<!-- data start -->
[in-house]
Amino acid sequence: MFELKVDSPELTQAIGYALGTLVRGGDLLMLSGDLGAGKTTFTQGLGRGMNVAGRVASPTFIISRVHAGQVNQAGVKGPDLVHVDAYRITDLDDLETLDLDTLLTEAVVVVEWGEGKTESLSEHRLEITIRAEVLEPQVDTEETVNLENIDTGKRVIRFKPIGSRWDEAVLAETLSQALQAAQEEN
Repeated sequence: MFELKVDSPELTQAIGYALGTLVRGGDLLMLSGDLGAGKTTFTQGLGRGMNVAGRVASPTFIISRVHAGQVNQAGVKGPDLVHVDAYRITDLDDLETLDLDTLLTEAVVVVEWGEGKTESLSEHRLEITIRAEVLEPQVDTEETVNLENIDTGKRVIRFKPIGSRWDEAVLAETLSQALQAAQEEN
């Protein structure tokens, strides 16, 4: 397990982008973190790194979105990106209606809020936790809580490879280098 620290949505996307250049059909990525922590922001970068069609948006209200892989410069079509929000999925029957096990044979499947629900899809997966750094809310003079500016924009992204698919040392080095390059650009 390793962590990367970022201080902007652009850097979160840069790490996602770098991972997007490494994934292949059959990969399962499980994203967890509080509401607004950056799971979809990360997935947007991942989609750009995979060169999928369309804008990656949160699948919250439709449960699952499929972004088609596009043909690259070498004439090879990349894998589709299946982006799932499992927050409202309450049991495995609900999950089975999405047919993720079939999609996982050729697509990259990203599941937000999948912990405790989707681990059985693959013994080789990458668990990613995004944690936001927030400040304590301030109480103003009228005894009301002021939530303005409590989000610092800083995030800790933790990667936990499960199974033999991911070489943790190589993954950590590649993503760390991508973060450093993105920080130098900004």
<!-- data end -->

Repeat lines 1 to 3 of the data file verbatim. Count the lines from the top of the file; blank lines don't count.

[in-house]
Amino acid sequence: MFELKVDSPELTQAIGYALGTLVRGGDLLMLSGDLGAGKTTFTQGLGRGMNVAGRVASPTFIISRVHAGQVNQAGVKGPDLVHVDAYRITDLDDLETLDLDTLLTEAVVVVEWGEGKTESLSEHRLEITIRAEVLEPQVDTEETVNLENIDTGKRVIRFKPIGSRWDEAVLAETLSQALQAAQEEN
Repeated sequence: MFELKVDSPELTQAIGYALGTLVRGGDLLMLSGDLGAGKTTFTQGLGRGMNVAGRVASPTFIISRVHAGQVNQAGVKGPDLVHVDAYRITDLDDLETLDLDTLLTEAVVVVEWGEGKTESLSEHRLEITIRAEVLEPQVDTEETVNLENIDTGKRVIRFKPIGSRWDEAVLAETLSQALQAAQEEN